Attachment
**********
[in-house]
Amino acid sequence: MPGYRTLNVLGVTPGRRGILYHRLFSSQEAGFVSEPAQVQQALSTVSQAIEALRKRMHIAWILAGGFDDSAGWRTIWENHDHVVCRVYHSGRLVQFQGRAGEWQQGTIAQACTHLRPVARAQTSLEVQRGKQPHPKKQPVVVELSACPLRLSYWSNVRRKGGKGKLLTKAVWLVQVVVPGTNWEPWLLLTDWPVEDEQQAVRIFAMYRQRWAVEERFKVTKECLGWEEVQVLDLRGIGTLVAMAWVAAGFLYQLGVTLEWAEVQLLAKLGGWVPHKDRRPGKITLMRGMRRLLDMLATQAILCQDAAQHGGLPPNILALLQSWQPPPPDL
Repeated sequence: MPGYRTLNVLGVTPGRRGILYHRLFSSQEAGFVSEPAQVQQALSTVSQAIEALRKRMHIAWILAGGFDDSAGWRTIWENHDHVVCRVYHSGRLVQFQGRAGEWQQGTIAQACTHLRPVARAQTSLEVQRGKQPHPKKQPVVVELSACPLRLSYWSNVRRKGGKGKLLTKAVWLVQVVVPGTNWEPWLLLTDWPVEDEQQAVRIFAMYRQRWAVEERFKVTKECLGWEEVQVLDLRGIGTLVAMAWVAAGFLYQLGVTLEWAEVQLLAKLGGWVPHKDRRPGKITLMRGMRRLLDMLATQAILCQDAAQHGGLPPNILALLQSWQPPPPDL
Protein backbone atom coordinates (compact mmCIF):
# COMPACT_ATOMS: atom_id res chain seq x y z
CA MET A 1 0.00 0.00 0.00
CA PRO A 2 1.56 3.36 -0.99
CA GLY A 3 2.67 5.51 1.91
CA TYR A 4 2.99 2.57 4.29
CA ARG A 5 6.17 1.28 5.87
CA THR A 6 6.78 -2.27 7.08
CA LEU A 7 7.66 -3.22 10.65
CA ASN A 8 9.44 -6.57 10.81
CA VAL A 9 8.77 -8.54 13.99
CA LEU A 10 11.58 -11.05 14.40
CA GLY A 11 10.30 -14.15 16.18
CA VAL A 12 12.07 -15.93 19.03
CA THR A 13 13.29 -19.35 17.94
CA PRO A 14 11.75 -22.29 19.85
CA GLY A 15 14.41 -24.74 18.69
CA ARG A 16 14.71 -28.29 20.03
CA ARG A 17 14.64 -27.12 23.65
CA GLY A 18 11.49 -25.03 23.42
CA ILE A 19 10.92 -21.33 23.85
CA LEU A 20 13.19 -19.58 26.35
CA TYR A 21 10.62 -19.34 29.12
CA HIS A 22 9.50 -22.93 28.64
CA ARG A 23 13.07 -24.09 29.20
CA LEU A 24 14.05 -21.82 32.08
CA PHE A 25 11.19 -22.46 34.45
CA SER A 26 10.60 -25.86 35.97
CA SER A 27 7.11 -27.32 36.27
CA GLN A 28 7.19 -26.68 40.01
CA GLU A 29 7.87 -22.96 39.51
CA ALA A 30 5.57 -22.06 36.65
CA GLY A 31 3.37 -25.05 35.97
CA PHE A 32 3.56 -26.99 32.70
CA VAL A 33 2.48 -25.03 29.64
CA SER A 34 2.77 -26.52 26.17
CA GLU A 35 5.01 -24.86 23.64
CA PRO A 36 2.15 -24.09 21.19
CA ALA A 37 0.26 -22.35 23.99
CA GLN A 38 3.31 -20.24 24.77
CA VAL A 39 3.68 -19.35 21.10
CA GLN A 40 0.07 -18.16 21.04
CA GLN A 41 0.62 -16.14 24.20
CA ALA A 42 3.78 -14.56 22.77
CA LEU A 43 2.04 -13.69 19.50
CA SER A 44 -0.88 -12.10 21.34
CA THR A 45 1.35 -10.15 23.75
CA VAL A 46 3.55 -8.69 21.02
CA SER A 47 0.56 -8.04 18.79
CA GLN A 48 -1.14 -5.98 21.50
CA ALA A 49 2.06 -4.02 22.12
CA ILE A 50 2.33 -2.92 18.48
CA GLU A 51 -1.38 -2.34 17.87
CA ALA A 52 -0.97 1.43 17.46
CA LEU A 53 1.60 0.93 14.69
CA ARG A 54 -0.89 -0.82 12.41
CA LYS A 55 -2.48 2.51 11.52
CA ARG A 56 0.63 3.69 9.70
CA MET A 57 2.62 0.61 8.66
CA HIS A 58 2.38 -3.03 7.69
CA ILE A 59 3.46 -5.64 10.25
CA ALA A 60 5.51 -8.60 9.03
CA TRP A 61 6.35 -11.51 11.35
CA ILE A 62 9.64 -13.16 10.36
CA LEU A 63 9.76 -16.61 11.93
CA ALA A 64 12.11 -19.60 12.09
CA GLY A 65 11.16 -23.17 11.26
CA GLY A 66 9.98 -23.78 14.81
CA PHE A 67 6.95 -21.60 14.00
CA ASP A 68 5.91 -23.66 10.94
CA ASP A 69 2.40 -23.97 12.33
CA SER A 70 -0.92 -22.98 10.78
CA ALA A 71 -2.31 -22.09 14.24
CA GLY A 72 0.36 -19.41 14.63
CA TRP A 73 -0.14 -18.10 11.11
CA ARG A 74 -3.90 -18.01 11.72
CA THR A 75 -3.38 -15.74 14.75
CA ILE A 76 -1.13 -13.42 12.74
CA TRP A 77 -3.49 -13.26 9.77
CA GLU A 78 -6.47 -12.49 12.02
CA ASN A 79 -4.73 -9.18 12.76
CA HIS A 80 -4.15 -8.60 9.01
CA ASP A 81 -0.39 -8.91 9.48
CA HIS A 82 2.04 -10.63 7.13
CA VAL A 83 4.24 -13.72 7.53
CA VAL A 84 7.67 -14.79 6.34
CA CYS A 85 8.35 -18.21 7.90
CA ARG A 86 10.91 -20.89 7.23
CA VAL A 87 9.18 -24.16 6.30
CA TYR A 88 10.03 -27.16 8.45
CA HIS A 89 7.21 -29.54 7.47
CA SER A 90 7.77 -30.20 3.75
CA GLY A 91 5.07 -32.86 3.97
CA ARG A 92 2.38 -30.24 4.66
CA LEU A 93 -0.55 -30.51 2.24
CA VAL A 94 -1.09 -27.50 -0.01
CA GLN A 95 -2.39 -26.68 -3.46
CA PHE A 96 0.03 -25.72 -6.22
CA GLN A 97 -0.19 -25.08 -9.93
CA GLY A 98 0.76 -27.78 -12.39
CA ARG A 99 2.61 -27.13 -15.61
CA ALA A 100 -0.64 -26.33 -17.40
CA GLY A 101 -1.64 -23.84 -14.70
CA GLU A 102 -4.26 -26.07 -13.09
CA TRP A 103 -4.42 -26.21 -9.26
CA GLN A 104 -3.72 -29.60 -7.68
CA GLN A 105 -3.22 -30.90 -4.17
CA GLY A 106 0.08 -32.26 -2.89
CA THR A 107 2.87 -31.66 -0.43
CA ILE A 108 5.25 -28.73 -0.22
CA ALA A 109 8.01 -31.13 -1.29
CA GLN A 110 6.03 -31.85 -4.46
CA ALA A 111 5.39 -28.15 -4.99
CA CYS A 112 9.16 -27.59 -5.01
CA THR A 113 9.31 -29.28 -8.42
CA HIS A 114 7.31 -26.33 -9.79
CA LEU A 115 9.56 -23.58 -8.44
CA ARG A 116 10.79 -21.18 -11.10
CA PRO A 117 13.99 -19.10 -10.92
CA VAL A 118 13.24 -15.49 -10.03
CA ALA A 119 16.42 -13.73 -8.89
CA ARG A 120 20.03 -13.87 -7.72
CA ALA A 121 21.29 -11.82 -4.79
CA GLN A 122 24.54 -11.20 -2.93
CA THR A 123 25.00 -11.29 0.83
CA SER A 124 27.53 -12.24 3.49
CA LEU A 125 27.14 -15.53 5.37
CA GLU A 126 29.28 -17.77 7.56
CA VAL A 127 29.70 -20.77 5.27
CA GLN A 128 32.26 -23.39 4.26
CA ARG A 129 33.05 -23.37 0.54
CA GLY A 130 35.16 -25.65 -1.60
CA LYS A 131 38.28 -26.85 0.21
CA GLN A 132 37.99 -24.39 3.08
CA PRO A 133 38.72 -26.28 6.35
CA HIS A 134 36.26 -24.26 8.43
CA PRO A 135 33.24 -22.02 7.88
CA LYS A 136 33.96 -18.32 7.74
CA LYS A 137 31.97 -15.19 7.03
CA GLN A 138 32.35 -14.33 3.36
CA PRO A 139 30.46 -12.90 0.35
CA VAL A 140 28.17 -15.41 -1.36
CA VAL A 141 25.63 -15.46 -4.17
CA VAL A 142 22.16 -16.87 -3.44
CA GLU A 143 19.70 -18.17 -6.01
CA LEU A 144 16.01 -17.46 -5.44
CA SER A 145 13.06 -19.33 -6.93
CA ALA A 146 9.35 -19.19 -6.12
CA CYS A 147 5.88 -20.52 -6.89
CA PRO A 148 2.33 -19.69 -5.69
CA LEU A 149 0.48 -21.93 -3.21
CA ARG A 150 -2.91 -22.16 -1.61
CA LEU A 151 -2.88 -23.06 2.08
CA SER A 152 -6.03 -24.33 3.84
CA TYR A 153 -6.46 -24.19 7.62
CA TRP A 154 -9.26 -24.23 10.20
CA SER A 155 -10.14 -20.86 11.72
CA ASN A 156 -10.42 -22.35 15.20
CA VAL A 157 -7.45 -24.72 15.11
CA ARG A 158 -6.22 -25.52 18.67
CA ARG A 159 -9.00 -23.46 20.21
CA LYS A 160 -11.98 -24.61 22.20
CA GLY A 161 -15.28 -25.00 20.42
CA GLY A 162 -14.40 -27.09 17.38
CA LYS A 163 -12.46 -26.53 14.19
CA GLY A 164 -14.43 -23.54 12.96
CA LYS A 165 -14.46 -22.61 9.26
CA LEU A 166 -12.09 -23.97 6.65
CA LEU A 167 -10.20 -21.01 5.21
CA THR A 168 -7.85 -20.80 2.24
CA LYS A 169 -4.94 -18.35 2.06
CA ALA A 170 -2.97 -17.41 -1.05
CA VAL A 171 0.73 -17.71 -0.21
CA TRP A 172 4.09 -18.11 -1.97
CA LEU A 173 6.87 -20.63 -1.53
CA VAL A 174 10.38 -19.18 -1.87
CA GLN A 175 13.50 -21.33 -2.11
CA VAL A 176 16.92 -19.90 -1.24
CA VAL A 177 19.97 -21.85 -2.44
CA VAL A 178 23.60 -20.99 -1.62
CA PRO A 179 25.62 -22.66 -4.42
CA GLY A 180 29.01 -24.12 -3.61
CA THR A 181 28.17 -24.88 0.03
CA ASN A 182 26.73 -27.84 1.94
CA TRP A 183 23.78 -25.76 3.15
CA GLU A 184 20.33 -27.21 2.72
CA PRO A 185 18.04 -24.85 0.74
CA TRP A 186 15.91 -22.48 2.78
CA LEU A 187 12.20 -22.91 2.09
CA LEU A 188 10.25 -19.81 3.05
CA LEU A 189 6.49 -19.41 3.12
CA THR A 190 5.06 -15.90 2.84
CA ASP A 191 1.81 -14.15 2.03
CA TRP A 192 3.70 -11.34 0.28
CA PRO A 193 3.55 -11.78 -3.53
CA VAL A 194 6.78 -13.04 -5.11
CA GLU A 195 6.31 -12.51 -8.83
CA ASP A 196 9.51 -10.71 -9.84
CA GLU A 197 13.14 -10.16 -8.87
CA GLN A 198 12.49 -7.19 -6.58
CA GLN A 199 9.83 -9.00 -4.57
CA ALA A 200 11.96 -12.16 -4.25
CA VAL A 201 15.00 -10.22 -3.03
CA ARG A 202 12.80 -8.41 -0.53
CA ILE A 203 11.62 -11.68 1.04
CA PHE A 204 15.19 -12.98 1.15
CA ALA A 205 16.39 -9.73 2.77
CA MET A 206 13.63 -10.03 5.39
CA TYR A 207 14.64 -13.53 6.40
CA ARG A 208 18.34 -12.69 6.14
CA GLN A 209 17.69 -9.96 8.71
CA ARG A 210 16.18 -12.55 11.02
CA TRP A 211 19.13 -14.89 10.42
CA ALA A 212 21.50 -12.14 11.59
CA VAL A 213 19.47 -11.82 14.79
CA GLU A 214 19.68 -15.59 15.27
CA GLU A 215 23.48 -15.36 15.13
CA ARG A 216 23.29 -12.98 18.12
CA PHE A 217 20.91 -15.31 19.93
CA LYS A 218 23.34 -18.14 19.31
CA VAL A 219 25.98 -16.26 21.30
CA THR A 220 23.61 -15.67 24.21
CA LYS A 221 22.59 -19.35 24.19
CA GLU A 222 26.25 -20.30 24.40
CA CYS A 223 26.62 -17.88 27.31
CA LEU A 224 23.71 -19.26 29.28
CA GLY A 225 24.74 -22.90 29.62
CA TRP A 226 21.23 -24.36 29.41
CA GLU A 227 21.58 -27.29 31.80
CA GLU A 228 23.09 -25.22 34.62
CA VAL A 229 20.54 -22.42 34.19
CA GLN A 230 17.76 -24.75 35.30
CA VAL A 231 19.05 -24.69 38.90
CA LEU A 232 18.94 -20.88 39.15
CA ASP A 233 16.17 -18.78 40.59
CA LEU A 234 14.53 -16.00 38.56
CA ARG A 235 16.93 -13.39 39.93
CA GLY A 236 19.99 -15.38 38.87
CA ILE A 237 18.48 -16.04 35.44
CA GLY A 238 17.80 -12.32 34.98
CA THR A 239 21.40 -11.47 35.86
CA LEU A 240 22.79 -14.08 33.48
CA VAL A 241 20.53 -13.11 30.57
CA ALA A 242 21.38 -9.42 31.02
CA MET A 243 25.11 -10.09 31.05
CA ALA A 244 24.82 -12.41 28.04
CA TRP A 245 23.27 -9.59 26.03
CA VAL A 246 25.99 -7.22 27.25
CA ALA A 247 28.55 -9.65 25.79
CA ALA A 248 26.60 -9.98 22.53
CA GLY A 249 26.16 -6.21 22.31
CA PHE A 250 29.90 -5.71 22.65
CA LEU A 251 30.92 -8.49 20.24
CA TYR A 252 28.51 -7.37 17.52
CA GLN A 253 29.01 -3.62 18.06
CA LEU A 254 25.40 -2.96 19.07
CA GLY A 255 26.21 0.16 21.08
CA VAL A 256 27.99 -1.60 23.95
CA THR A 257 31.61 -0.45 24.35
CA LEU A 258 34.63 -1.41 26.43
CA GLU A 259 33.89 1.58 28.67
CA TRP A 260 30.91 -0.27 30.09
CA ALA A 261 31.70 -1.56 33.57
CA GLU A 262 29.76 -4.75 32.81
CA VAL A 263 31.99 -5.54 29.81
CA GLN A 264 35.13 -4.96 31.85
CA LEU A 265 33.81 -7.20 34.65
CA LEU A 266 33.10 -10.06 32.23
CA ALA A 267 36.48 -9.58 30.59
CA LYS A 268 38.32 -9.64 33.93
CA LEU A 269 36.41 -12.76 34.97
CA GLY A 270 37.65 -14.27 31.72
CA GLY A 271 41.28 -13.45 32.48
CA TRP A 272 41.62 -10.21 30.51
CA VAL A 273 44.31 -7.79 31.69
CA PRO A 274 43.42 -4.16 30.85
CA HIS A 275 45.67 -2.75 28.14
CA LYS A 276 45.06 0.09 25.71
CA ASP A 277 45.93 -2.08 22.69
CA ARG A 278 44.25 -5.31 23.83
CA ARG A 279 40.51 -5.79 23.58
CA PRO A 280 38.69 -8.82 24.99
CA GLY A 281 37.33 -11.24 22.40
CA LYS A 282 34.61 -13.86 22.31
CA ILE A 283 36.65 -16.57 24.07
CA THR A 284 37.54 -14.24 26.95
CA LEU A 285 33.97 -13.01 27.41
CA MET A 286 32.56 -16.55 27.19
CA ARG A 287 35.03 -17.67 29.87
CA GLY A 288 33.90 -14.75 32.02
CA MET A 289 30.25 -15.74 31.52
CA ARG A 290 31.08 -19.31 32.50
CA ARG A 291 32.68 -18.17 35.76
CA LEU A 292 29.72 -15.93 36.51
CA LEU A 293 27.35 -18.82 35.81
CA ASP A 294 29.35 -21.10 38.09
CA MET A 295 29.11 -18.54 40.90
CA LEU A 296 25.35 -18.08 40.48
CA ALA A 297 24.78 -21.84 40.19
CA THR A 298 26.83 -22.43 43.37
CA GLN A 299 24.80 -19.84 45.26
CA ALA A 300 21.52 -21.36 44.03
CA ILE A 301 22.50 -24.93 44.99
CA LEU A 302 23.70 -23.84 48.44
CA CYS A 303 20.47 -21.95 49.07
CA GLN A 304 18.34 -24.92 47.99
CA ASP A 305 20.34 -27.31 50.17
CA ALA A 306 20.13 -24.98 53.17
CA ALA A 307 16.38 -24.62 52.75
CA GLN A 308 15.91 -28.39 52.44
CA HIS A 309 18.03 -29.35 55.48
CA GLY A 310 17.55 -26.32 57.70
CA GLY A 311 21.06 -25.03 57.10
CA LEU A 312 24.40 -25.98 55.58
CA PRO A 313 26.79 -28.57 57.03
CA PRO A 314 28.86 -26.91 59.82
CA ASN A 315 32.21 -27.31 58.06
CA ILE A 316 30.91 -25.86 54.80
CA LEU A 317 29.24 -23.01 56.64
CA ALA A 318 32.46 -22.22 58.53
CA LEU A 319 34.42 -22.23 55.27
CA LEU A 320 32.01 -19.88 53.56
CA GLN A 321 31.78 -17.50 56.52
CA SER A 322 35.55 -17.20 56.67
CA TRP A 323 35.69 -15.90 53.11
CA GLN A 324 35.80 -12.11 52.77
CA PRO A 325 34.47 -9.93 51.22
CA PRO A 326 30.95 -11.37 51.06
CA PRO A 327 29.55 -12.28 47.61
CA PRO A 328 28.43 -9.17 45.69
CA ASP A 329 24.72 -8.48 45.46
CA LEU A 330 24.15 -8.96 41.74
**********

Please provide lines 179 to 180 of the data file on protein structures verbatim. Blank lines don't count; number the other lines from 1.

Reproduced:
CA VAL A 174 10.38 -19.18 -1.87
CA GLN A 175 13.50 -21.33 -2.11